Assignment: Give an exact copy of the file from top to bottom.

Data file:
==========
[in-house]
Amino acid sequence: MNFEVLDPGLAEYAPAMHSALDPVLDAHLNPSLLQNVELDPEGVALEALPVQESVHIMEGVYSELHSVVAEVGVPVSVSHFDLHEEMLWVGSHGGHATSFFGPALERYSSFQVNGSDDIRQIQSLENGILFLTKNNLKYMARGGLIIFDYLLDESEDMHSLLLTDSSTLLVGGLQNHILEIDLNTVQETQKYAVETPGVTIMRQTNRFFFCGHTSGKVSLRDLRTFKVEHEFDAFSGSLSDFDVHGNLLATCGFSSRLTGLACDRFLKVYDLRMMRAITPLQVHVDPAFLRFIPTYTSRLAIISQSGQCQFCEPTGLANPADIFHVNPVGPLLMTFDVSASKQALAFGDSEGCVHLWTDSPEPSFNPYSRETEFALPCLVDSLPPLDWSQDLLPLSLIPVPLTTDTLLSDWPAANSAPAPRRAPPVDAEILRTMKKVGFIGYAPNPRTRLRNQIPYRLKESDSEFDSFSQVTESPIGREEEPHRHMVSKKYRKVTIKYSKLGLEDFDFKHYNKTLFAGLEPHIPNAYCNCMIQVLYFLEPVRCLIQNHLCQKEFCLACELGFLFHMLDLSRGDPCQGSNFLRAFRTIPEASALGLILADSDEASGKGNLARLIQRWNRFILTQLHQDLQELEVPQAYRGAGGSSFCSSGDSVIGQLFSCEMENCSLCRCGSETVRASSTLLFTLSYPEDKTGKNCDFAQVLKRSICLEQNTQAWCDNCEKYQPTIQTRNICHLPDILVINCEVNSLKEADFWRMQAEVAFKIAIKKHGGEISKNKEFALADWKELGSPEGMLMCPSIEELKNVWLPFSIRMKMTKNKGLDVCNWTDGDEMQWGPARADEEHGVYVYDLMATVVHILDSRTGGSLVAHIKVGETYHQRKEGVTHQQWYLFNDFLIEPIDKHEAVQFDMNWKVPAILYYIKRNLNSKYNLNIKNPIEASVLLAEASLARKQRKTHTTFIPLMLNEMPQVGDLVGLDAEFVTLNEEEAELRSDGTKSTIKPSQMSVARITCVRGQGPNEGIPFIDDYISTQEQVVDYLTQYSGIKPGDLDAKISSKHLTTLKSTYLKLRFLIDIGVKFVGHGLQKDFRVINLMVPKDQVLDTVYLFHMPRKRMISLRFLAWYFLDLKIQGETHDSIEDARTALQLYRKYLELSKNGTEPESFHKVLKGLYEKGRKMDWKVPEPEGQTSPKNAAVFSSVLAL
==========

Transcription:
[in-house]
Amino acid sequence: MNFEVLDPGLAEYAPAMHSALDPVLDAHLNPSLLQNVELDPEGVALEALPVQESVHIMEGVYSELHSVVAEVGVPVSVSHFDLHEEMLWVGSHGGHATSFFGPALERYSSFQVNGSDDIRQIQSLENGILFLTKNNLKYMARGGLIIFDYLLDESEDMHSLLLTDSSTLLVGGLQNHILEIDLNTVQETQKYAVETPGVTIMRQTNRFFFCGHTSGKVSLRDLRTFKVEHEFDAFSGSLSDFDVHGNLLATCGFSSRLTGLACDRFLKVYDLRMMRAITPLQVHVDPAFLRFIPTYTSRLAIISQSGQCQFCEPTGLANPADIFHVNPVGPLLMTFDVSASKQALAFGDSEGCVHLWTDSPEPSFNPYSRETEFALPCLVDSLPPLDWSQDLLPLSLIPVPLTTDTLLSDWPAANSAPAPRRAPPVDAEILRTMKKVGFIGYAPNPRTRLRNQIPYRLKESDSEFDSFSQVTESPIGREEEPHRHMVSKKYRKVTIKYSKLGLEDFDFKHYNKTLFAGLEPHIPNAYCNCMIQVLYFLEPVRCLIQNHLCQKEFCLACELGFLFHMLDLSRGDPCQGSNFLRAFRTIPEASALGLILADSDEASGKGNLARLIQRWNRFILTQLHQDLQELEVPQAYRGAGGSSFCSSGDSVIGQLFSCEMENCSLCRCGSETVRASSTLLFTLSYPEDKTGKNCDFAQVLKRSICLEQNTQAWCDNCEKYQPTIQTRNICHLPDILVINCEVNSLKEADFWRMQAEVAFKIAIKKHGGEISKNKEFALADWKELGSPEGMLMCPSIEELKNVWLPFSIRMKMTKNKGLDVCNWTDGDEMQWGPARADEEHGVYVYDLMATVVHILDSRTGGSLVAHIKVGETYHQRKEGVTHQQWYLFNDFLIEPIDKHEAVQFDMNWKVPAILYYIKRNLNSKYNLNIKNPIEASVLLAEASLARKQRKTHTTFIPLMLNEMPQVGDLVGLDAEFVTLNEEEAELRSDGTKSTIKPSQMSVARITCVRGQGPNEGIPFIDDYISTQEQVVDYLTQYSGIKPGDLDAKISSKHLTTLKSTYLKLRFLIDIGVKFVGHGLQKDFRVINLMVPKDQVLDTVYLFHMPRKRMISLRFLAWYFLDLKIQGETHDSIEDARTALQLYRKYLELSKNGTEPESFHKVLKGLYEKGRKMDWKVPEPEGQTSPKNAAVFSSVLAL